Compost at your home and place of business with these regional resources
Even applying compost to your garden plot helps pull carbon out of the air on a small-scale and diverts your food waste from the landfill, keeping methane (one of the most potent greenhouse gases) out of the atmosphere. Each ton of food waste diverted from the landfill results in 17.5 metric tons of avoided Co2 emissions – equivalent to taking 45 cars off the road. See these resources for regional composting programs and subsidized worm bins for your home:
UC Santa Barbara, Allan Hancock College, Santa Barbara City College, and Westmont University are partnering up in an innovative, heartfelt effort to tackle a problem most are unaware of: widespread food insecurity among college students. Each campus has bolstered existing healthy food programs for students, which range from meal vouchers and complementary food pantries to community gardens and culinary demonstrations.
Saving Prepared Food
Where Has The Food Gone?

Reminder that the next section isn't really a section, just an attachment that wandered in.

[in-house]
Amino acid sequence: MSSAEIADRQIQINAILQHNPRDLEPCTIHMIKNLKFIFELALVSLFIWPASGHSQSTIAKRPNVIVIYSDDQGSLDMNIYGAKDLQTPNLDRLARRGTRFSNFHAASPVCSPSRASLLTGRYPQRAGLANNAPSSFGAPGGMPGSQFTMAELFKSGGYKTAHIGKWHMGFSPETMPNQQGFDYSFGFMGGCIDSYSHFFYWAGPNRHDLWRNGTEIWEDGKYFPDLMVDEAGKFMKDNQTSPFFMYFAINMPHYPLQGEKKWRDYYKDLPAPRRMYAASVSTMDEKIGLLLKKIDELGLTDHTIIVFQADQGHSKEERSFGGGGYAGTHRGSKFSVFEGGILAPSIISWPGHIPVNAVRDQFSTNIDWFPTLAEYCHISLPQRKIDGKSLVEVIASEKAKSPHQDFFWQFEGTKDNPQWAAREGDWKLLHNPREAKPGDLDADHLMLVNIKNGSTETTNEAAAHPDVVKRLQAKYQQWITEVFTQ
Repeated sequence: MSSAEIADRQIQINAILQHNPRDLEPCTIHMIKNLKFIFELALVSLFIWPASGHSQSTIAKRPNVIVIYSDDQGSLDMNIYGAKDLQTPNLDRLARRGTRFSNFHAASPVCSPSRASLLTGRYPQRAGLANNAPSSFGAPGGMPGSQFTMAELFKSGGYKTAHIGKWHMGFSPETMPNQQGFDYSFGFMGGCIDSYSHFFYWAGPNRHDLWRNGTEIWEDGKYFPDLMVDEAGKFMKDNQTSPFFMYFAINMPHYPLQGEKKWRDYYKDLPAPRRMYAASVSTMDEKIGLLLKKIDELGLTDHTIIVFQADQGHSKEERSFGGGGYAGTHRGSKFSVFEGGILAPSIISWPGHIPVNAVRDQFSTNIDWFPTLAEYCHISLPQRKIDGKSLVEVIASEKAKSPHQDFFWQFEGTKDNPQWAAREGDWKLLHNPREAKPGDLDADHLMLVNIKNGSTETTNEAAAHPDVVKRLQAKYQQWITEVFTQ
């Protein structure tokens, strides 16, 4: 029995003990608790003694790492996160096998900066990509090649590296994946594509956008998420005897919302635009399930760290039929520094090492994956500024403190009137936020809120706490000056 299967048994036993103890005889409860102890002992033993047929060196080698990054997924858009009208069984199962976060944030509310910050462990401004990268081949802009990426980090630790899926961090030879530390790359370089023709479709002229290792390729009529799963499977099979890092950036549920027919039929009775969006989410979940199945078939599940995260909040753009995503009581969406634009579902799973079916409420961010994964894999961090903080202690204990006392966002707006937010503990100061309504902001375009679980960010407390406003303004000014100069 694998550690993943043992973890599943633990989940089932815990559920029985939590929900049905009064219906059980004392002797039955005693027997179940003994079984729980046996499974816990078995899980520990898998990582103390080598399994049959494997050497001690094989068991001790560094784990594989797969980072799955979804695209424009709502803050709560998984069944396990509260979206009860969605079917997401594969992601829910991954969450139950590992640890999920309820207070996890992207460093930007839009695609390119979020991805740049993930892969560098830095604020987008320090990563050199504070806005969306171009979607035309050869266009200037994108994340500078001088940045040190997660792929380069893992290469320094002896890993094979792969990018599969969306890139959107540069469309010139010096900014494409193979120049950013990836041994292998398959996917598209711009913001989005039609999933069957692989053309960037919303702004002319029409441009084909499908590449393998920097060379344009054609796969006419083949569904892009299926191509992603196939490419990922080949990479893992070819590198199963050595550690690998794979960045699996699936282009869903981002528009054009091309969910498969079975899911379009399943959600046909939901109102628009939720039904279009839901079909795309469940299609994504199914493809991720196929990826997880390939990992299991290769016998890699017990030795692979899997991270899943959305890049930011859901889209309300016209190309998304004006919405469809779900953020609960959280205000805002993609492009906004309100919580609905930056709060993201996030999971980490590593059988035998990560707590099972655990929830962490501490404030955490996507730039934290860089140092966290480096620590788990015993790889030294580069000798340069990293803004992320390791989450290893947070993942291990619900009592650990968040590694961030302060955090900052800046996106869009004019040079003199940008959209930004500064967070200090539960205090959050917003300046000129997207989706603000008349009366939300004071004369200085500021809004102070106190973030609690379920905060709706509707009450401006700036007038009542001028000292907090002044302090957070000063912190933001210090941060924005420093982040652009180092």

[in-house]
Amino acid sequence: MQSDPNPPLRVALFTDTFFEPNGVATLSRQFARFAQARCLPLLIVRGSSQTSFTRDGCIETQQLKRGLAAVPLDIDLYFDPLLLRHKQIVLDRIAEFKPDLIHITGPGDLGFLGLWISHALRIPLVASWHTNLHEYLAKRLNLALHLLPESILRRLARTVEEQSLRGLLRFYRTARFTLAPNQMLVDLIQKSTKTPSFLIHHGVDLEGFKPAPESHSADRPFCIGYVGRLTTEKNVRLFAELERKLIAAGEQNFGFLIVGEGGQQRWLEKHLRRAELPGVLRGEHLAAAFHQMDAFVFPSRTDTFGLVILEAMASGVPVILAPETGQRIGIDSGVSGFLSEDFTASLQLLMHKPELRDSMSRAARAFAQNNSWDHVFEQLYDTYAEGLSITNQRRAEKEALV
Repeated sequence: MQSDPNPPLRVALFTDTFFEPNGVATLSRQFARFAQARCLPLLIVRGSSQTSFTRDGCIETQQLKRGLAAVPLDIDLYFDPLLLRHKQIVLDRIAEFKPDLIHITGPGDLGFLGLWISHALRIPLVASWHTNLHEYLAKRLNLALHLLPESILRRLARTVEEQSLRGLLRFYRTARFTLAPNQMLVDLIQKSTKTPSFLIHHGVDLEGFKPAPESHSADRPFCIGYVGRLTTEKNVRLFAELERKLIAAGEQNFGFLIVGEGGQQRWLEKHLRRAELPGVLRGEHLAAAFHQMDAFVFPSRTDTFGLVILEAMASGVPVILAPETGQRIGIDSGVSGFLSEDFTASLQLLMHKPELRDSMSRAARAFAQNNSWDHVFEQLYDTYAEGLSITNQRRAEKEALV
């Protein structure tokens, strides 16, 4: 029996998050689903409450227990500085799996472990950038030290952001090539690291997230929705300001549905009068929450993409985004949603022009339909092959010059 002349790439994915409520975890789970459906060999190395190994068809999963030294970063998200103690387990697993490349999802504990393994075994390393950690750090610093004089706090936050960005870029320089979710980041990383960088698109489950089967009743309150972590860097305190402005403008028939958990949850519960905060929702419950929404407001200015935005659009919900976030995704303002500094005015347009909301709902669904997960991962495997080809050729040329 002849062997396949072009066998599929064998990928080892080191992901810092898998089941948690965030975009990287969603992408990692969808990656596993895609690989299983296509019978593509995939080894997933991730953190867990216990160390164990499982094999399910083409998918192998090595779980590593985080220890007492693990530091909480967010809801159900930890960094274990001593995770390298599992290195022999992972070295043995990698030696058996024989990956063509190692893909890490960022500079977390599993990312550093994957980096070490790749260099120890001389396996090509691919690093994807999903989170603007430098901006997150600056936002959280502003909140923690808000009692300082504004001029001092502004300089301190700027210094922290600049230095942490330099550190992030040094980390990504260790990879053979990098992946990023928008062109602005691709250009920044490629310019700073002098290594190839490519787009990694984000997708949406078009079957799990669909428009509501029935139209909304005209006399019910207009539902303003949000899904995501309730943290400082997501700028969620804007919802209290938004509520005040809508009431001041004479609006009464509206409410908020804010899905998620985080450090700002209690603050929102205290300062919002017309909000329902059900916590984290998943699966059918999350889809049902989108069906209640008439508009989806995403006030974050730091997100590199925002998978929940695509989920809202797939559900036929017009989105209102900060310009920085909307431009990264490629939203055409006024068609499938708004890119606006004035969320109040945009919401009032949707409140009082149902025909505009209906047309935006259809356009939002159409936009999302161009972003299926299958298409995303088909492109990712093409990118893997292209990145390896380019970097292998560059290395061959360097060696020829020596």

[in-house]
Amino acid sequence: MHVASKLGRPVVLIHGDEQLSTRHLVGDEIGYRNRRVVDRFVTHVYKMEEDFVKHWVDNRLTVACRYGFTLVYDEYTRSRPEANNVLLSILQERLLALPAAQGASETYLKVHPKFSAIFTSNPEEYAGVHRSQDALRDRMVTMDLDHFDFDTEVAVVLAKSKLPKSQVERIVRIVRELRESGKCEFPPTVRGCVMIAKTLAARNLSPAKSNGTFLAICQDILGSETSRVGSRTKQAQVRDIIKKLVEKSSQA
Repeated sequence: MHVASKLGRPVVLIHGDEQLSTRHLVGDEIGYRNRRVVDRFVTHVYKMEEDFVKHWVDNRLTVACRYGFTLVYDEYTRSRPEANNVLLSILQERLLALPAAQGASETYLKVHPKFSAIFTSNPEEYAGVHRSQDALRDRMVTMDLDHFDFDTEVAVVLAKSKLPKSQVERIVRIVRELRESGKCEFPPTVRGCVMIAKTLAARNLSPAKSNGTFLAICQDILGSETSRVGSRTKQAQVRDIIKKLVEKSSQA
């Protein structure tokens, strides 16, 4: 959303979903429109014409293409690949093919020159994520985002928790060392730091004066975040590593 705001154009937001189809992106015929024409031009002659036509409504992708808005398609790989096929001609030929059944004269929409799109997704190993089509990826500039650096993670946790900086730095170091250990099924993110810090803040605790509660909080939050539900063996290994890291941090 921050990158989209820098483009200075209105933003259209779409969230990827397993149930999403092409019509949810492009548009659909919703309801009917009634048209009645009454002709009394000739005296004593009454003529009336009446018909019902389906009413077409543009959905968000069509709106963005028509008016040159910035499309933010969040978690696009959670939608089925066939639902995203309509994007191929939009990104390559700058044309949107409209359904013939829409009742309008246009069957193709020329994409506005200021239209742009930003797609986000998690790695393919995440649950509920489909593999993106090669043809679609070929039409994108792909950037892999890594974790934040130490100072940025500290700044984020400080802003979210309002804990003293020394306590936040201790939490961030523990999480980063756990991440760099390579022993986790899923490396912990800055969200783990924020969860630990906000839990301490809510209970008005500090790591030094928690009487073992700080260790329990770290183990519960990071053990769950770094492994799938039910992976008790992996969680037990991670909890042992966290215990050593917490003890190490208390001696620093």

Forty percent of the food that is produced in the United States goes to waste along the production chain even as a significant portion of the population continues to go hungry. Food waste is an issue that affects all, as the decomposition of food waste in landfills releases greenhouse gases into the atmosphere, making it a major contributor to climate change. Where Has the Food Gone? examines the consequences of food waste, how to reduce it, how food can be repurposed, and the groups in Santa Barbara that are making these changes happen.
Funded in part by a grant from the Department of Resources Recycling and Recovery (CalRecycle) through California Climate Investments